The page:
“To obtain PVP, we have to declare that the potato varieties are unique, distinct and stable,” Vales said. “Seed growers planting PVP varieties must pay royalties. Texas A&M has been very successful in that regard. The amount we received this past year is more than $900,000, and part of that is reinvested in the program.”
Field day events introduce Texas A&M varieties, open market outlets
Vales said the trials in various locations across the state and field days are the best way to let growers and the industry know about the latest potato clones in the breeding pipeline.
“This year, we had 180 different clones in the field day display, representing fresh and processing market classes,” she said. “Within the processing class, we had chippers and french fry types; within the fresh, we had reds, yellows, purples, smalls and fingerlings.”
Around 48 people from various U.S. states and Canada attended the Springlake event. The attendees expressed interest in some clones and shared priorities and challenges with the Texas A&M Potato Breeding Team and other participants.
Early and advanced selected clones included in the field day are also evaluated in agronomic trials in Dalhart and the San Luis Valley, Colorado, as well as California around Bakersfield, South Central Valley and Tulelake, near the Oregon border.
Southwest region presents unique growing conditions, challenges for potatoes
She indicated that cooler nights favor higher yields and fewer tuber defects. Thus, in Texas, the yields get higher with elevation and latitude, which means “we typically obtain much higher yields and better tuber quality out of the Dalhart trials located in the Texas Panhandle.”
High temperature during the growing season is a major abiotic stress in several of the Southwestern Region production areas, Vales said. Heat stress can trigger physiological defects and negatively affect tuber yield and quality. Sensitivity to internal tuber heat necrosis, growth cracks, reducing sugar build-up, brown center, hollow heart and heat sprouts are assessed from field-harvested tubers.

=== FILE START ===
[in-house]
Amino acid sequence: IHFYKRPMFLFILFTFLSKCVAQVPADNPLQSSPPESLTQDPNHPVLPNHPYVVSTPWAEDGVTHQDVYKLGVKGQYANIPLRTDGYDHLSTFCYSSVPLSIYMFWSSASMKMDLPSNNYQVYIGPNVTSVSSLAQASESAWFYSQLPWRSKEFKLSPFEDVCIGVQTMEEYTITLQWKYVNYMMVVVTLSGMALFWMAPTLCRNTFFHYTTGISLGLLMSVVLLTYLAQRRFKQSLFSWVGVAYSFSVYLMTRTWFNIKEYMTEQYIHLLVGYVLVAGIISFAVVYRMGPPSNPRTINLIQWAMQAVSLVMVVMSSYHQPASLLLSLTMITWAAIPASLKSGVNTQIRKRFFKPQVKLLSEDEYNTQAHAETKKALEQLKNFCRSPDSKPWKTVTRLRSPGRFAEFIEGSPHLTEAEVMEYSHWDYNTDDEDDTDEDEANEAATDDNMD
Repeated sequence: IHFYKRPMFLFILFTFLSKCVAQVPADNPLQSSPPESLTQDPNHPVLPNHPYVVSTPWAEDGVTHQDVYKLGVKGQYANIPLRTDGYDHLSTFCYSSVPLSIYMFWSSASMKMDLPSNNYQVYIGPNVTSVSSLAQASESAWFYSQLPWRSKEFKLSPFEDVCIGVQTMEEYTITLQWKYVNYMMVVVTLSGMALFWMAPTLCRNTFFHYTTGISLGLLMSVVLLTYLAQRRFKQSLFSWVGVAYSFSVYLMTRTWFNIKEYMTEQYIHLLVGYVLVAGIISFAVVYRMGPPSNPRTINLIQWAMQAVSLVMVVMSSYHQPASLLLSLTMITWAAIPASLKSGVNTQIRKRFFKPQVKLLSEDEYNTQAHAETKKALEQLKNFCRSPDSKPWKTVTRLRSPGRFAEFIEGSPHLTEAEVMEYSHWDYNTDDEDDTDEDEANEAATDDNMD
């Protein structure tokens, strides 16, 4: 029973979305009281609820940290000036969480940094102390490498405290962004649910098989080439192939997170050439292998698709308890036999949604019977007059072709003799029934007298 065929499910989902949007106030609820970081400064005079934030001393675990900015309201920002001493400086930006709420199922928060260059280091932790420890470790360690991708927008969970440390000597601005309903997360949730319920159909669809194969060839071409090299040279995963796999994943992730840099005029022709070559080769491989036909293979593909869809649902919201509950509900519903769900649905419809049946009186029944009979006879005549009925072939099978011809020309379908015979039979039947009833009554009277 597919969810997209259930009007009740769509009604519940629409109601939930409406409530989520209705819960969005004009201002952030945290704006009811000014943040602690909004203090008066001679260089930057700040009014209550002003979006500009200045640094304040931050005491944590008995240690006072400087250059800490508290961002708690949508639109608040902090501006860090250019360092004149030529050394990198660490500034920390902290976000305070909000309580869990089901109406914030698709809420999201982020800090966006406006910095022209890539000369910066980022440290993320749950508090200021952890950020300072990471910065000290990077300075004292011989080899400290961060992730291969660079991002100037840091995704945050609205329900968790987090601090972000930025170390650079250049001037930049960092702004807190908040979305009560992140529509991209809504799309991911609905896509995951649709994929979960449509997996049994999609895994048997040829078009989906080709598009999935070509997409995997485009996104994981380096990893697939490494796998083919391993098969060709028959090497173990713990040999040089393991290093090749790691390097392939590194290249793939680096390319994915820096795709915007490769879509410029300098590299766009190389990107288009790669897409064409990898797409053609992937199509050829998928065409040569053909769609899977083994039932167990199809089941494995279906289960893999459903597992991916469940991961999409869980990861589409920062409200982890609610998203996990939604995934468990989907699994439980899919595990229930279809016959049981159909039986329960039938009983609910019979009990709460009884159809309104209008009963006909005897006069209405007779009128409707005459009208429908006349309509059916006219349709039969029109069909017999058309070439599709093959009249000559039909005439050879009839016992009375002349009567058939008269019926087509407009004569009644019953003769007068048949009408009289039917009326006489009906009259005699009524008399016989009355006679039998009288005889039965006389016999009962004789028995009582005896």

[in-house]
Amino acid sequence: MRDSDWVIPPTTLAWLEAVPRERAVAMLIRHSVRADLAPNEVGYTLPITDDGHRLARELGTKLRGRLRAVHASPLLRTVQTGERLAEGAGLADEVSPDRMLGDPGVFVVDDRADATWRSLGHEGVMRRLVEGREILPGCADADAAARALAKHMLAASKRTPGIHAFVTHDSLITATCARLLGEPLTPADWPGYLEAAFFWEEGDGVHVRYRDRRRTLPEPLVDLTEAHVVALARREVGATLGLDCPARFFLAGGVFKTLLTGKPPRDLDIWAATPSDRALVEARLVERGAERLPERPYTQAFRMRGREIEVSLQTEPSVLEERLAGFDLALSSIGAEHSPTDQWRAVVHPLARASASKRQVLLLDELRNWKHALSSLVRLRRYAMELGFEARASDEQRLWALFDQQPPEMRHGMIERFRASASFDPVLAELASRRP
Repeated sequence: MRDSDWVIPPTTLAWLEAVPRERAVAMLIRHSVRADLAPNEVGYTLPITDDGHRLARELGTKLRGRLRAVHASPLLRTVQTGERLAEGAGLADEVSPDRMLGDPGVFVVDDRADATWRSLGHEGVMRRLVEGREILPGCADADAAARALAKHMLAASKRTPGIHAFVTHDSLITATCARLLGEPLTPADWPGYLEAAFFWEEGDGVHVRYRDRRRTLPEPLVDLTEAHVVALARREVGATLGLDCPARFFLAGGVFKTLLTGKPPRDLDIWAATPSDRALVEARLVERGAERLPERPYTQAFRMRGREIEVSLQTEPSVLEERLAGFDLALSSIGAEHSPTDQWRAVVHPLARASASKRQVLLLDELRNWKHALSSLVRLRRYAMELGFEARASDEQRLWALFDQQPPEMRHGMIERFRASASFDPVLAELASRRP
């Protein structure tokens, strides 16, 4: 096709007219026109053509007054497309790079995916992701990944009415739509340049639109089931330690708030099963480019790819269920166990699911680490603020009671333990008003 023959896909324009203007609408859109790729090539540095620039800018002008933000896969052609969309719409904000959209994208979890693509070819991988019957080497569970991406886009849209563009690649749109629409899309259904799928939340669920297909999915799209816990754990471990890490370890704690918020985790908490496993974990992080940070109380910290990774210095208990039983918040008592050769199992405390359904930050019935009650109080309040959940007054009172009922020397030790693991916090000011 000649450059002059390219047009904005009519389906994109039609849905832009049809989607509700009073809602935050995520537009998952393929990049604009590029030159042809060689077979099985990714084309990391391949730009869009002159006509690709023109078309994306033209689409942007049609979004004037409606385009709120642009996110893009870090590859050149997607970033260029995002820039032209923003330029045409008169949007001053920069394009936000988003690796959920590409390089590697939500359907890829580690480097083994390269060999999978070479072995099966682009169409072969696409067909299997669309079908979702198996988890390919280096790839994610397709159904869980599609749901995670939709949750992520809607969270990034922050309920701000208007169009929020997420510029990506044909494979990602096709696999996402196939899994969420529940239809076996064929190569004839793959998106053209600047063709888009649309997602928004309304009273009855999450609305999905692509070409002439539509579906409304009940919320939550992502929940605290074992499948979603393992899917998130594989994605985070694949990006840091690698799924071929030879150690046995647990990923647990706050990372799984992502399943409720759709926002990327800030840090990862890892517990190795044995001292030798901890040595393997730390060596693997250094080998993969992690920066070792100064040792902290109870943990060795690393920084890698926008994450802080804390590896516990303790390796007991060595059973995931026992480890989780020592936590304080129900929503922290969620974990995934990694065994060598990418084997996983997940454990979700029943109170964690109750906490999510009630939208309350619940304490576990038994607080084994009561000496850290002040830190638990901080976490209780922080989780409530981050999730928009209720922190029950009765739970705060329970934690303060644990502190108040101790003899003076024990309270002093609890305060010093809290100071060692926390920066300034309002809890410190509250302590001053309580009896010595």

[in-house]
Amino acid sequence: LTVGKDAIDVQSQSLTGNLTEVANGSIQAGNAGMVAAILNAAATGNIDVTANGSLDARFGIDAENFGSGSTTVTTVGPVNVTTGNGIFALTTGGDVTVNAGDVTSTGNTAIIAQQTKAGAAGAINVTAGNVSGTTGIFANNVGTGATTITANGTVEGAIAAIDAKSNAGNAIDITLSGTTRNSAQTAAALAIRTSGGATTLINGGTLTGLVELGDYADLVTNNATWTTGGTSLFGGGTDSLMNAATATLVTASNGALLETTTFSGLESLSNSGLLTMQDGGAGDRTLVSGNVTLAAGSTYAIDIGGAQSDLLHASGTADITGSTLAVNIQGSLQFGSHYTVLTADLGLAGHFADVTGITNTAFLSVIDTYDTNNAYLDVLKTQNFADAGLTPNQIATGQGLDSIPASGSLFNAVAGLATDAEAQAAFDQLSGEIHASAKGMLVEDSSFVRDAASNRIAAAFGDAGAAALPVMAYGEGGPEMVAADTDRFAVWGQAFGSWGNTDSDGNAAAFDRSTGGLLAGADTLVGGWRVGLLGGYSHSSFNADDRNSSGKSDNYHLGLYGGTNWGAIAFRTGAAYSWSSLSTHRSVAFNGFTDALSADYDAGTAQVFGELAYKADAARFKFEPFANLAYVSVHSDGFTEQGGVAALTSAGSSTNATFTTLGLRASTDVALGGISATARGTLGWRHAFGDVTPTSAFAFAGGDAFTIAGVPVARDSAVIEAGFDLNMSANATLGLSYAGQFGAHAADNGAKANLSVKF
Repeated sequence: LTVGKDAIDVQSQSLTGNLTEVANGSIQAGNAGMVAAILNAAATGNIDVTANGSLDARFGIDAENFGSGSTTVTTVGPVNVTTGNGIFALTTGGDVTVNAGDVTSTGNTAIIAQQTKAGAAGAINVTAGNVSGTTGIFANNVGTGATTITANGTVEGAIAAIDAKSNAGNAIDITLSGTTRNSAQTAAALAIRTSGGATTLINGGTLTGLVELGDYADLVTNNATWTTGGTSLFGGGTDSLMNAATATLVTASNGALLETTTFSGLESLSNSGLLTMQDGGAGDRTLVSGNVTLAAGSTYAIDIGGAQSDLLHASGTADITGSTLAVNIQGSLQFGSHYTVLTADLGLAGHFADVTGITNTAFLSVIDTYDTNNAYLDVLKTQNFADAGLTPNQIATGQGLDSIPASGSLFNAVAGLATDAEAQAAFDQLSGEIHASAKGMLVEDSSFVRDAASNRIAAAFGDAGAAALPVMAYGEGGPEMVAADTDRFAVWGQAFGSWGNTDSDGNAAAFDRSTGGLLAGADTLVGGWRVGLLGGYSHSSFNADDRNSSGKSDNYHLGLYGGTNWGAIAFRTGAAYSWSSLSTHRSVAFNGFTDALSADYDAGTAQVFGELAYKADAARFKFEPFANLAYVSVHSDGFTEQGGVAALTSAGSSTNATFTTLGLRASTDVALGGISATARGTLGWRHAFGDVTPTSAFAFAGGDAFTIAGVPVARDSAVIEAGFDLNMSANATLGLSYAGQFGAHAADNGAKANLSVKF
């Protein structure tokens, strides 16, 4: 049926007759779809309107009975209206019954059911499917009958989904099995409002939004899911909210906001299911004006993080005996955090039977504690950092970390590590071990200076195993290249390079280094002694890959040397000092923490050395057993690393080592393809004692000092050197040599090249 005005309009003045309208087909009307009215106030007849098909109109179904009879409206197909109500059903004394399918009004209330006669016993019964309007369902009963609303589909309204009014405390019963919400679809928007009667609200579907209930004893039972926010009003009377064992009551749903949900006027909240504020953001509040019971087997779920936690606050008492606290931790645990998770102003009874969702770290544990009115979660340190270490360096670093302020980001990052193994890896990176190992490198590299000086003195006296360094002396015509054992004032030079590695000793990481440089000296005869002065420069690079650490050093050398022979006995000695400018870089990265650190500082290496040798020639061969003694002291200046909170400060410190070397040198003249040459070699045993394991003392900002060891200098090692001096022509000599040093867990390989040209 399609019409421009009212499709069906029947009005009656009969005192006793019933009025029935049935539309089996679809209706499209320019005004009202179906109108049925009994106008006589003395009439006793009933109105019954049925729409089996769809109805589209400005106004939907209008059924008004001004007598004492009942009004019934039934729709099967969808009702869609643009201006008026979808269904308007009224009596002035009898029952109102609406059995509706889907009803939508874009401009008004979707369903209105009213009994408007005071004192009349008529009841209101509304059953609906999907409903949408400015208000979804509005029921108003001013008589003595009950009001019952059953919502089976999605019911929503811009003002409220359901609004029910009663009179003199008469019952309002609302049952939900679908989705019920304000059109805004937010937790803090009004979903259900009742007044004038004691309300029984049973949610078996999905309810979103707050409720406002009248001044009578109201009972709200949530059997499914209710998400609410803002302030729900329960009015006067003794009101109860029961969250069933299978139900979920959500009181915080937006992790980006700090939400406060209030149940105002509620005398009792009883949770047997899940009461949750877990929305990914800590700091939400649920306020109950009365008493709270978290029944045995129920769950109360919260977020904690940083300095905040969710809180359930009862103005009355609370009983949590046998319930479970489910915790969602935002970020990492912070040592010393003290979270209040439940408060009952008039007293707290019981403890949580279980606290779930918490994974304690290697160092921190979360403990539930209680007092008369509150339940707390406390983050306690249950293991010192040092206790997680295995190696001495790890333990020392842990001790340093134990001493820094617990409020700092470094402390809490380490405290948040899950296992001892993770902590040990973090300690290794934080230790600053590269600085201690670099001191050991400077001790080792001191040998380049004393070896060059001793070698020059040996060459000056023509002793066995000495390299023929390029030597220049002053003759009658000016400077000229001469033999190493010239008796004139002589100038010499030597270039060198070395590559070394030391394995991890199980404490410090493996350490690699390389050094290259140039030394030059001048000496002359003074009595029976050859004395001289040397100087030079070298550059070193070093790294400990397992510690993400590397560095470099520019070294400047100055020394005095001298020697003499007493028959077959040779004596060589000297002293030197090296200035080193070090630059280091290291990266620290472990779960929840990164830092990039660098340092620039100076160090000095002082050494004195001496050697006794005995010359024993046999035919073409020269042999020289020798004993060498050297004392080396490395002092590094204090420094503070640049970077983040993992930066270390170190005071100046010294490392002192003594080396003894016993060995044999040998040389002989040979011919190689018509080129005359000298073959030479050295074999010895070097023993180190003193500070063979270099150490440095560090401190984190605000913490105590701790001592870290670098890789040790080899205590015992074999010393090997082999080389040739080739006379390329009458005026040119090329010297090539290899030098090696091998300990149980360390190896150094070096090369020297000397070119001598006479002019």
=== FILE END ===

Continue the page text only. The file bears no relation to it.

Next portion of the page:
“The potato varieties we develop come in different tuber sizes, shapes, skin and flesh textures and colors that fit different market needs,” Vales said. “For instance, we collaborate with Tasteful Selections, looking for clones with many small tubers. We are also growing fingerlings and bi-color potatoes. Recently, we developed a round russet with pink eyes and yellow flesh that was provided an exclusive release to explore new market opportunities.”
The Texas A&M Norkotah Russet strains continue to be the most popular, with 35 licensees in 12 states, she said. These are fresh-market russets. Two other fresh-market russets growing in popularity are the Reveille Russet, which doubled acreage from 2020 to 2021, and Vanguard Russet. The heat tolerance and long dormancy of Reveille Russet and Vanguard Russet are attractive features to growers across the U.S. and Canada.
Expanding potato markets beyond the Southwestern Region
Potato entries are evaluated in each state’s trials for numerous traits, including chip and french fry quality, Vales said. Top entries move to Southwestern for two years and Western Regional Trials for up to three years. Superior clones are released as new varieties. Also, Colorado, Texas and California participate in National Chip Processing Trials and the National Fry Processors Trials. Advanced selections are also sent to collaborators all over the U.S. and Canada.
Vales said the Southwestern Region Project shares breeding stocks and advanced selections with a dozen other states. Since the inception of the Southwestern Regional Potato Cultivar Development Project, 66 new cultivars and clonal selections have been released or co-released with other institutions. Colorado and Texas are responsible for 44 of those.
“These potato cultivars represent a substantial and increasing part of the national potato acreage and have significantly contributed to regional and national economies,” Vales said.
Several potato cultivars released by the Southwestern Region were listed in 2021 among the top 50 grown based on seed acreage in the U.S. Those developed in the region ranked second among the four regional projects, behind the Northwest and substantially ahead of the North Central and Northeast projects.